The question of whether a wire can carry a current and still be neutral has been puzzling scientists for many years. It’s not an easy question to answer, but it is one that we’ll explore in this blog post.

Can you carry a current and still be neutral?

barbed wire, frost, frozen @ Pixabay

That’s the question that many scientists have puzzled over for years. This isn’t an easy question to answer, but we’ll explore it in detail here with some help from our friends at ( First, we need to talk about the current.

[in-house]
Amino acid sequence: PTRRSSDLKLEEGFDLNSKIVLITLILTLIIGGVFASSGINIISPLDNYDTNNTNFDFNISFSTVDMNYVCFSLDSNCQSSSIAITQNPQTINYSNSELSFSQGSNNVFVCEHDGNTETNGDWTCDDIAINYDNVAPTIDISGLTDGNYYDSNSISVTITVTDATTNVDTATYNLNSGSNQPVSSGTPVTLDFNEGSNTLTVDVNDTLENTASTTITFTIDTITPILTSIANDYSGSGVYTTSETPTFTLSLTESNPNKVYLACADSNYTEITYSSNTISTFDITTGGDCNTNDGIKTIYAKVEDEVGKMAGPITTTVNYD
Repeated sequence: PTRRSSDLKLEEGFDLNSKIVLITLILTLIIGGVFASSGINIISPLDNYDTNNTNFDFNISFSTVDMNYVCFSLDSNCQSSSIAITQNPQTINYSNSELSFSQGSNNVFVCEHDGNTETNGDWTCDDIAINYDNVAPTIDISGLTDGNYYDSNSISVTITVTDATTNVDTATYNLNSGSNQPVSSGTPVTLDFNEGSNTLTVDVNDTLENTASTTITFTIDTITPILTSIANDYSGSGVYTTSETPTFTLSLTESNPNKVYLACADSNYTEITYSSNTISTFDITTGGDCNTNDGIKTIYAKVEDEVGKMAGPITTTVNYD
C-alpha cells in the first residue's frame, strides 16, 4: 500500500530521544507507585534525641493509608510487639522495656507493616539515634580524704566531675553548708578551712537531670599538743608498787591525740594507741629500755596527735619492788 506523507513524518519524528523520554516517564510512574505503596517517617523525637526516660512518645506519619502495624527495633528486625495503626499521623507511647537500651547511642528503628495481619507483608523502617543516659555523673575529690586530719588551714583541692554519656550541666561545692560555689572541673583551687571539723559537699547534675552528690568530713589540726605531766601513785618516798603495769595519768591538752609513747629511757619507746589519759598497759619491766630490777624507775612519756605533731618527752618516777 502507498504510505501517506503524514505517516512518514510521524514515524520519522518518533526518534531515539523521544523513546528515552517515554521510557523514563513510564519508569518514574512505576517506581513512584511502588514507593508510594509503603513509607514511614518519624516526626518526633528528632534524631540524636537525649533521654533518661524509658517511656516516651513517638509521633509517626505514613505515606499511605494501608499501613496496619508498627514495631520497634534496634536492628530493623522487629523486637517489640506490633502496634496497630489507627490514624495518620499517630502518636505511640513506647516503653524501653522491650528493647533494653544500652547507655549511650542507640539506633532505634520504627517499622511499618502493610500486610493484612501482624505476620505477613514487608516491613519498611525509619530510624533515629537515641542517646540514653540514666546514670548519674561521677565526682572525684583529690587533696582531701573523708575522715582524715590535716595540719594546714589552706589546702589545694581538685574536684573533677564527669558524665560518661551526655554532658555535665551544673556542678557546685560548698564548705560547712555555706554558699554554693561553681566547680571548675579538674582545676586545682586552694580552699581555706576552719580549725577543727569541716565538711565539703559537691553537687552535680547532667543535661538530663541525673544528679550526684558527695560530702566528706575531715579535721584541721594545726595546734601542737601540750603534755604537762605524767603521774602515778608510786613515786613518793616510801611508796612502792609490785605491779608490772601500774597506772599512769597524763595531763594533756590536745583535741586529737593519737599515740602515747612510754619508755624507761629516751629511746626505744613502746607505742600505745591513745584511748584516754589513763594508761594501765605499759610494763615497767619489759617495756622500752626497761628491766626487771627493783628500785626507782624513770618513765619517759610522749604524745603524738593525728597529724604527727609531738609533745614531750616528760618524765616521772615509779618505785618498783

The term “current” is a measure of how much electrical charge flows through some cross-section area in one second. It’s measured in Amps or Coulombs per second (A/s). In other words, it measures the number of electrons that flow past some point over time.

Let’s say you have an electric motor generating power from a battery and this generates around 12 A/s no matter where on the circuit you place your meter. That means there are roughly 120 coulombs every second flowing by that particular spot on the wire!

The question then becomes: can wires carry currents without any charges?


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